Democratic mayoral nominee Michael Nutter easily defeated Republican Al Taubenberger yesterday, ending a quirky contest with two opponents who rarely disagreed and an outcome that was never in doubt.
With just over half of the vote counted, Nutter was outdistancing Taubenberger by a 4-1 ratio.
Despite a number of competitive judicial and city council races, voter turnout appeared light as morning rain and the widespread expectation that Nutter would win handily led many to stay away from the polls.
Indeed, for many observers, the question of the night was whether any records would be broken for largest margin of victory or lowest voter turnout.
Both candidates began their final day on the campaign trail at 7 a.m., with Taubenberger, 53, shaking hands at an intersection in the city's Northeast section and Nutter casting his ballot at his Wynnefield polling place, accompanied by his wife Lisa and their telegenic daughter Olivia.
"We have to lower crime in this city, we have to educate our children, create jobs and restore integrity to government. Those have been my themes from the start of this campaign and they're going to continue to be through the course of this day," Nutter told reporters at his polling place. "And, should I be successful, for my time in office."
Taubenberger cast his ballot around 10 a.m., accompanied by his 18-year old daughter Sarah who was voting in her first election.
"I ran an upbeat campaign, and I look forward to the conclusion, and I'm in this to win it," Taubenberger said.
The two candidates spent the rest of the day zipping to destinations all over town, shaking hands on street corners and transit stops, rallying Election Day workers and stopping by traditional Election Day haunts such as the Famous 4th Street Deli (well, Taubenberger was there).
Nutter planned to watch election returns and party with his supporters at the Warwick Hotel in Center City, while Taubenberger hunkered in at the Knowlton Mansion in the northeast. The mansion doubled as a polling location today, so the GOP party had to wait until 8 p.m. to even begin.
There were few reports of problems at the polls.
"It's been a pretty mellow day. There were a few late openings, a couple machines down, all of it fairly routine," said Christopher Sheridan, director of voting rights for the election watchdog group Committee of 70.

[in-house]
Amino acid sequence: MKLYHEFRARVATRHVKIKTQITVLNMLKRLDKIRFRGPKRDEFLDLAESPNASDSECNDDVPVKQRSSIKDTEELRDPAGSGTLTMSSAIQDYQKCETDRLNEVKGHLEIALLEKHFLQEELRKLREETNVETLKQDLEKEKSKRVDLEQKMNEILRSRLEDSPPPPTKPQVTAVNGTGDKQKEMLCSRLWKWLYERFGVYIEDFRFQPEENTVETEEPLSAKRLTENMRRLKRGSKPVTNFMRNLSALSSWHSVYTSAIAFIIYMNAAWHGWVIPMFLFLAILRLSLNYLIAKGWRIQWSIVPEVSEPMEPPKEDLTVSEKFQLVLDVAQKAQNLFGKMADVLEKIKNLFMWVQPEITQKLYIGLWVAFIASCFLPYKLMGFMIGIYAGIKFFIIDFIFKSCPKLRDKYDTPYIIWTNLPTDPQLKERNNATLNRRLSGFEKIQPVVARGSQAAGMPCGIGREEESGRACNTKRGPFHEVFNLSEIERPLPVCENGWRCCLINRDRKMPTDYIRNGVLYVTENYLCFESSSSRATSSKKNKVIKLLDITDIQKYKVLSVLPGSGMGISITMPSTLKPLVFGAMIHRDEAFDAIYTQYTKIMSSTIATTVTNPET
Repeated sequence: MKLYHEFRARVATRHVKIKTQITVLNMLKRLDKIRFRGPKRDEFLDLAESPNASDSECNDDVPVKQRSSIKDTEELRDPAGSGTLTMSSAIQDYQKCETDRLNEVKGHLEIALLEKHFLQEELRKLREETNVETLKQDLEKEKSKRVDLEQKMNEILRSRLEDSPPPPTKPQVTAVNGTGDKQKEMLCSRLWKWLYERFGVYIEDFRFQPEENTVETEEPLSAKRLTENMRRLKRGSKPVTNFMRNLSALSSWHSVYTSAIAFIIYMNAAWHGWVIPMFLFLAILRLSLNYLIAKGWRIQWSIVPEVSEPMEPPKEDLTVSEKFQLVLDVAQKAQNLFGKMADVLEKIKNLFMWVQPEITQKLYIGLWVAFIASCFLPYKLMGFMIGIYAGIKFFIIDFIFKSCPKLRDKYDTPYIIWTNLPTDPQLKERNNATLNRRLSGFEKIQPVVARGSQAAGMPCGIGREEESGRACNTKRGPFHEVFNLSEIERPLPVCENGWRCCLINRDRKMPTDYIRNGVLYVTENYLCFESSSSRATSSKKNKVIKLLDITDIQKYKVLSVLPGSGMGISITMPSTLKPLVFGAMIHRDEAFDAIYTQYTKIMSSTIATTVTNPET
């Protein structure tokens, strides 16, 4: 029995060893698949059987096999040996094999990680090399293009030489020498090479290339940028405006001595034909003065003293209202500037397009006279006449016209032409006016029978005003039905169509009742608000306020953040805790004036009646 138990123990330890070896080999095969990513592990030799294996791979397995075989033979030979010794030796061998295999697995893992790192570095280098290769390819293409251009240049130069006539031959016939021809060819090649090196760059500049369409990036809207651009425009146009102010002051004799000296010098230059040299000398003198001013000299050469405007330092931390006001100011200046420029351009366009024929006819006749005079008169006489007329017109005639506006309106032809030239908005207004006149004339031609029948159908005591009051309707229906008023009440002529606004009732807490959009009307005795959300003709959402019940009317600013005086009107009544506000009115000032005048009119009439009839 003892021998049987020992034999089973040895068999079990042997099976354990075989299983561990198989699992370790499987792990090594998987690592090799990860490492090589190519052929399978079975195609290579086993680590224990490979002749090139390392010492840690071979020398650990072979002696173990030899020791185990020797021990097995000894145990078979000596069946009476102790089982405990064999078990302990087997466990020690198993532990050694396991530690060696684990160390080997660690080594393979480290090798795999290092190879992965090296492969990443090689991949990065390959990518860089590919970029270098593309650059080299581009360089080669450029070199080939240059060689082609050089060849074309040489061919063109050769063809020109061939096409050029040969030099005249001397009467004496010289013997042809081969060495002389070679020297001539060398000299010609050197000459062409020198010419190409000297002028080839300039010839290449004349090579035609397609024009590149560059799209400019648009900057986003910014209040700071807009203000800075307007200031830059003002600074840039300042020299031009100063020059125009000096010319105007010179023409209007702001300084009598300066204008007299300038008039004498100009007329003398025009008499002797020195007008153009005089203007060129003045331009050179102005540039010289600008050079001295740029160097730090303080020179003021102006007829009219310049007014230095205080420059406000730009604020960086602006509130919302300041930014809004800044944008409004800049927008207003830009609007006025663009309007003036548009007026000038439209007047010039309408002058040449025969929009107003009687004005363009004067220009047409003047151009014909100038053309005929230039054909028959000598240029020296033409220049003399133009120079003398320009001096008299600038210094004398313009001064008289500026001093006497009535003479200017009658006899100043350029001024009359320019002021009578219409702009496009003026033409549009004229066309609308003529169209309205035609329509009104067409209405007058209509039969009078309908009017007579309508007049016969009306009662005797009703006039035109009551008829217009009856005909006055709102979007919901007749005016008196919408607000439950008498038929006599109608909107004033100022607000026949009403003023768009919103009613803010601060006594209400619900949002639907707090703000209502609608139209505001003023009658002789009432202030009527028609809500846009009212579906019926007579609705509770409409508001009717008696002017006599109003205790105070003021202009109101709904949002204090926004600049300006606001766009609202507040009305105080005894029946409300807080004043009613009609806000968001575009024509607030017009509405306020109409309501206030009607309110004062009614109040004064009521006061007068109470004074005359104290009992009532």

Sheridan said the committee's volunteers had observed low turnout at multiple polling places, and he predicted that just 20 to 25 percent of all registered voters would cast ballots. That would be a record low for a mayoral election.
At the First United Methodist Church of Germantown in the 59th ward, Judge of Election Edgar Johnson also reported lackluster turnout.
"We generally have people waiting on the steps at 7 a.m. No one was on the steps today. It's going to be a very small turnout. Everyone is walking around saying, 'Nutter has it, why bother?'" Johnson said.
"Everyone assumes he's going to win and that's not a good thing."
In north Philadelphia, at the AME Union Church at 16th and Jefferson streets, Democratic committeewoman Helen cheeks said she had been frustrated by the lack of campaign materials she could provide voters in the day's leading up to the election.
"I hate ringing a doorbell with nothing to offer," said Cheeks, a committee woman for 55 years.
She speculated that the low turnout was partly due to the expected Nutter victory.
"I guess they figured they voted for him in the primary," she said.
Turnout was strong in Chinatown, however, as supporters of Republican City Council candidate David Oh made sure people voted.
"Right now it's a surge," said Oh-backer Ken Wong, 51.
Still, turnout was generally thin, much to the dismay of Democratic committee person Neshamah Eshamah Dillard-Maillard.
"A little bit of rain is stopping voters from coming out. A lot of voters think that the election is already locked up and it's not," Dillard-Maillard said.
Like many other Democratic Party loyalists, Dillard-Maillard was worried that low turnout would hurt the party's statewide judicial candidates, including Philadelphian Seamus McCaffery, who is seeking a seat on the Pennsylvania Supreme Court.
Philadelphia voters were also set to choose city council representatives and to decide four ballot questions.